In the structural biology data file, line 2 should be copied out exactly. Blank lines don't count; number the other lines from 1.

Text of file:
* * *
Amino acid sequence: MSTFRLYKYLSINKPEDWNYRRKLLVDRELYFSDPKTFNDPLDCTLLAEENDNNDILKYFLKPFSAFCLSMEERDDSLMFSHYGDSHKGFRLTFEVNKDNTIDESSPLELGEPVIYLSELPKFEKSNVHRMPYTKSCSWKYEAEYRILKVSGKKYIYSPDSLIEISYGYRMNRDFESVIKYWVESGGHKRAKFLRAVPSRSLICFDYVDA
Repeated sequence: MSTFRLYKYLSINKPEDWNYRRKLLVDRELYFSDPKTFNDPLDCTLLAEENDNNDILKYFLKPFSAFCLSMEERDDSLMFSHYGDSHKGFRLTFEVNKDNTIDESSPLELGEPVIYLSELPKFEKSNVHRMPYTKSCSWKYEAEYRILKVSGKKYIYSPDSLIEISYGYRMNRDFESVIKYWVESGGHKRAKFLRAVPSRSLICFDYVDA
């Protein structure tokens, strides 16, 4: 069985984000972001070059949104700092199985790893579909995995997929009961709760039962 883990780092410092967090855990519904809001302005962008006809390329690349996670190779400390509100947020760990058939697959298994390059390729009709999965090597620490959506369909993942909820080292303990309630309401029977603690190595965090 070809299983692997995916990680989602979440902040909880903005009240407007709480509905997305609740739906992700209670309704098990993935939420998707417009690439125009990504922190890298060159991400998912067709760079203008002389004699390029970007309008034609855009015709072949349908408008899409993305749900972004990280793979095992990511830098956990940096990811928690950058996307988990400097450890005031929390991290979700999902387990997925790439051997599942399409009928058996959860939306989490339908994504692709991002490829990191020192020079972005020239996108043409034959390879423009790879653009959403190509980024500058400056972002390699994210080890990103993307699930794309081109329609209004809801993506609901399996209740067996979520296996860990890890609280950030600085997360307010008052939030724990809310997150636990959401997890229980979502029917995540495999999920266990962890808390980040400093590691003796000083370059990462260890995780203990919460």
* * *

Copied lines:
Repeated sequence: MSTFRLYKYLSINKPEDWNYRRKLLVDRELYFSDPKTFNDPLDCTLLAEENDNNDILKYFLKPFSAFCLSMEERDDSLMFSHYGDSHKGFRLTFEVNKDNTIDESSPLELGEPVIYLSELPKFEKSNVHRMPYTKSCSWKYEAEYRILKVSGKKYIYSPDSLIEISYGYRMNRDFESVIKYWVESGGHKRAKFLRAVPSRSLICFDYVDA